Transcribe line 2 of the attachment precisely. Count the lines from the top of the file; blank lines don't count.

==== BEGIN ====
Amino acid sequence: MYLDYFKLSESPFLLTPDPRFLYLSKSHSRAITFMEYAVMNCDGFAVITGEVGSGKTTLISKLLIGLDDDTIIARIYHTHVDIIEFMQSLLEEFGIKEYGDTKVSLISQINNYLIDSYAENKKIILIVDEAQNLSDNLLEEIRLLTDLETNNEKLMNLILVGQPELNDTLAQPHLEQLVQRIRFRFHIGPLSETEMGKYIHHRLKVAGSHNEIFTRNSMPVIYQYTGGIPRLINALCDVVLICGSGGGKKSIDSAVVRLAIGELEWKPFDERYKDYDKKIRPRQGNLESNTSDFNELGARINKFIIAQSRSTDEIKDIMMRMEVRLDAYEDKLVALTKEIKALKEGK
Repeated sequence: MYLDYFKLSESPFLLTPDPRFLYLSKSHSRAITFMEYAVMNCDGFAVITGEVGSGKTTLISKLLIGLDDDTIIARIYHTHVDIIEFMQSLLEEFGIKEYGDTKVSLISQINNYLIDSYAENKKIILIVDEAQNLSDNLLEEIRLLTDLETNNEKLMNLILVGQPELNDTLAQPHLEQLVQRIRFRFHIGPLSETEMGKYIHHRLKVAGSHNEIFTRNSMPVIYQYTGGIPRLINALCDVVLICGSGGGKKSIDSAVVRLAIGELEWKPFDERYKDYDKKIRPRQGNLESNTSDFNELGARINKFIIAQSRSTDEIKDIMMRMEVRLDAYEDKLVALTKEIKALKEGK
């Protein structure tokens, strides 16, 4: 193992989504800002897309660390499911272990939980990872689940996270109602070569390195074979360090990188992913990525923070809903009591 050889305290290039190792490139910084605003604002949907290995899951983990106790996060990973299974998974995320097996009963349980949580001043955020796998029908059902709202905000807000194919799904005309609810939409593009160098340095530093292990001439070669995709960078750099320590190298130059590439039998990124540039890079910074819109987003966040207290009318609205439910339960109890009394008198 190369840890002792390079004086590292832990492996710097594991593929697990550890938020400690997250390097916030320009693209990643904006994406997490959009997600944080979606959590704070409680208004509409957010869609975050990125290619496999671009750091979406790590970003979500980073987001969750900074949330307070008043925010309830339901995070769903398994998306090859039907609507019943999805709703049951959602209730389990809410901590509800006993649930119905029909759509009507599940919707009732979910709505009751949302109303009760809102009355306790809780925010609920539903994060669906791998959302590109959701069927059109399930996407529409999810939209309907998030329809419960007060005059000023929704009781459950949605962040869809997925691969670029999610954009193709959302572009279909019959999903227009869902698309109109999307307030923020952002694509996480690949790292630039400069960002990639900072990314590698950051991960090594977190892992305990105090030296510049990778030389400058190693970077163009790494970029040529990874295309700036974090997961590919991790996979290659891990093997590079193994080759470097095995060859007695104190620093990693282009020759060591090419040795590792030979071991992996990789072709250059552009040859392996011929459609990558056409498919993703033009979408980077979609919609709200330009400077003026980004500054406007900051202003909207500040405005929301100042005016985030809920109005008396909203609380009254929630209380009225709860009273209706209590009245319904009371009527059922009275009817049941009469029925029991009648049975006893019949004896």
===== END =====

Repeated sequence: MYLDYFKLSESPFLLTPDPRFLYLSKSHSRAITFMEYAVMNCDGFAVITGEVGSGKTTLISKLLIGLDDDTIIARIYHTHVDIIEFMQSLLEEFGIKEYGDTKVSLISQINNYLIDSYAENKKIILIVDEAQNLSDNLLEEIRLLTDLETNNEKLMNLILVGQPELNDTLAQPHLEQLVQRIRFRFHIGPLSETEMGKYIHHRLKVAGSHNEIFTRNSMPVIYQYTGGIPRLINALCDVVLICGSGGGKKSIDSAVVRLAIGELEWKPFDERYKDYDKKIRPRQGNLESNTSDFNELGARINKFIIAQSRSTDEIKDIMMRMEVRLDAYEDKLVALTKEIKALKEGK